Donations, Divisions, and Disrespect

This month on Mean, Median, and Moose, we’ll look at the Ontario election in three different ways: fundraising, districts, and trolls on social media.

Political financial contributions

Elections Ontario collects and reports on all contributions to political parties and campaigns in Ontario. You can see the data at this link. We decided to take a look at the political contributions over the last few years to see if any patterns emerged.

In 2021 until May 2022, the Progressive Conservatives managed to earn the most in political contributions, followed far behind by the NDP and then the Ontario Liberals. 

It’s also interesting to note that the Ontario Greens punch above their weight compared to the number of seats they earn in the elections and their vote share.

Now, this is the total value of contributions, but not the number of contributors or contribution events. When looked at in that way, the NDP has far more support than the other parties. Of course, these contributions are by and large a lot smaller than the PC contributions.

We’ve also placed some heat maps below to help show what the fundraising looks like over time. It appears that the NDP have very successfully end-of-year fundraising in terms of reaching contributors compared to their peers (although all parties appear to get a end-of-year bump). Also, the PCs had an incredible fundraising month in March 2022 heading into the election.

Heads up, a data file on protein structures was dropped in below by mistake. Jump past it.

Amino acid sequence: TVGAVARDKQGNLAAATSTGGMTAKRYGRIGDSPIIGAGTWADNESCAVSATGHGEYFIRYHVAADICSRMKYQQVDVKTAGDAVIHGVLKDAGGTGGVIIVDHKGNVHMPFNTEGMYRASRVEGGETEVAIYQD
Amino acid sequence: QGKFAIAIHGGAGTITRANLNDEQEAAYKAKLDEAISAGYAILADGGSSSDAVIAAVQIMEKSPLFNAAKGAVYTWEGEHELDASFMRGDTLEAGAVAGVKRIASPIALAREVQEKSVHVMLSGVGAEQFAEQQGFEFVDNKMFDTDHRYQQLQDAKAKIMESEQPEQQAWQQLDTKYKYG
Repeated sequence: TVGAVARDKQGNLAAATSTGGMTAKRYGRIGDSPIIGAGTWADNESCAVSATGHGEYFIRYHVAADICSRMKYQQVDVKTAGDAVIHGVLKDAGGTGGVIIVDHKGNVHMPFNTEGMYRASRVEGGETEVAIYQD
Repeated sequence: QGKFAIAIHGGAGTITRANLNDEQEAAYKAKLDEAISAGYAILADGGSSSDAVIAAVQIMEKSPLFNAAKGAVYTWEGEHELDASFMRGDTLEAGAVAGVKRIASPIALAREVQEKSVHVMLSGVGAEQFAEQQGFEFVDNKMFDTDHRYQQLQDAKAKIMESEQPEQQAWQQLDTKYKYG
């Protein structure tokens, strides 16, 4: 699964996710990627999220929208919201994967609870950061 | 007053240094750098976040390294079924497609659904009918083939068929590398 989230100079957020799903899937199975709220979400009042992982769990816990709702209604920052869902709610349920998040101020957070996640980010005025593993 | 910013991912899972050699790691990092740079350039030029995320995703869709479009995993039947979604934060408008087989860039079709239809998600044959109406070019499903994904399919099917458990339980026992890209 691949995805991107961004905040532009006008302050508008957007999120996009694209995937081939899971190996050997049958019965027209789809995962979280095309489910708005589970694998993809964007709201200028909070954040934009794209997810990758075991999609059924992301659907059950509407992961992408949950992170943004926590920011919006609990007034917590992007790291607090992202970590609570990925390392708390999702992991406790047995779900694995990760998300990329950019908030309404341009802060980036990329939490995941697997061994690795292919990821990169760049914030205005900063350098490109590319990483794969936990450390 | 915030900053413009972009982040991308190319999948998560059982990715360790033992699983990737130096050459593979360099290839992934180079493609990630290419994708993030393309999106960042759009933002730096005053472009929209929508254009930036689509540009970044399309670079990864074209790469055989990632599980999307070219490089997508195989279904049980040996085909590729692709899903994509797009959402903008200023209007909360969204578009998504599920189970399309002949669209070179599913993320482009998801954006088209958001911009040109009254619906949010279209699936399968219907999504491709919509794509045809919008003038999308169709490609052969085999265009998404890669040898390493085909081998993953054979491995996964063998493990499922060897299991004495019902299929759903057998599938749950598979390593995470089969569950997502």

Ontario Polling Divisions

In 2018, Elections Ontario increased the size of polling divisions within ridings. There may be administrative benefits to the new, larger, polling divisions, but it makes data analysis of past election results far less granular. 

This has an impact on the development of election strategy. Two of the key pieces of information that strategists use to plan the canvass and other campaign activities are voter turnout and past results for the party. Coalescing hundreds of small polls into forty or fifty larger ones makes this a less-viable approach, as neighbourhoods with very different demographics and voting patterns get lumped together into a single entity.

One way to help interpret data is to look at the demographic features of neighbourhoods. Census data from Statistics Canada is very useful for this purpose – census profiles provide an overview of many characteristics of communities at different levels of aggregation. A gold mine of information for campaign strategists, unfortunately census profile data is not available at the level of aggregation of the riding or the poll at federal or provincial levels. 

To help address this gap, Doug built a SQL database that aggregates census data given at the Dissemination Area level and provides estimated values per Ontario provincial poll. Users of this tool can identify key demographic information that is important to them and get an estimated per-poll value based on geographic overlap.

Elections Ontario and Statistics Canada do not provide geographic information in a form that is usable in SQL Server, so Doug created a set of CSV files for Ontario Polls and Census Dissemination Areas (”DAs”) containing coordinates in Well-Known Binary (“WKB”) format, imported them into Microsoft SQL Server and built an ETL process to load them and create a concordance table matching up polls to DAs. You can find the code here. Included in the repository is code for a stored procedure that takes a riding name and census demographic measure as arguments and returns poll-by-poll aggregated values for that measure.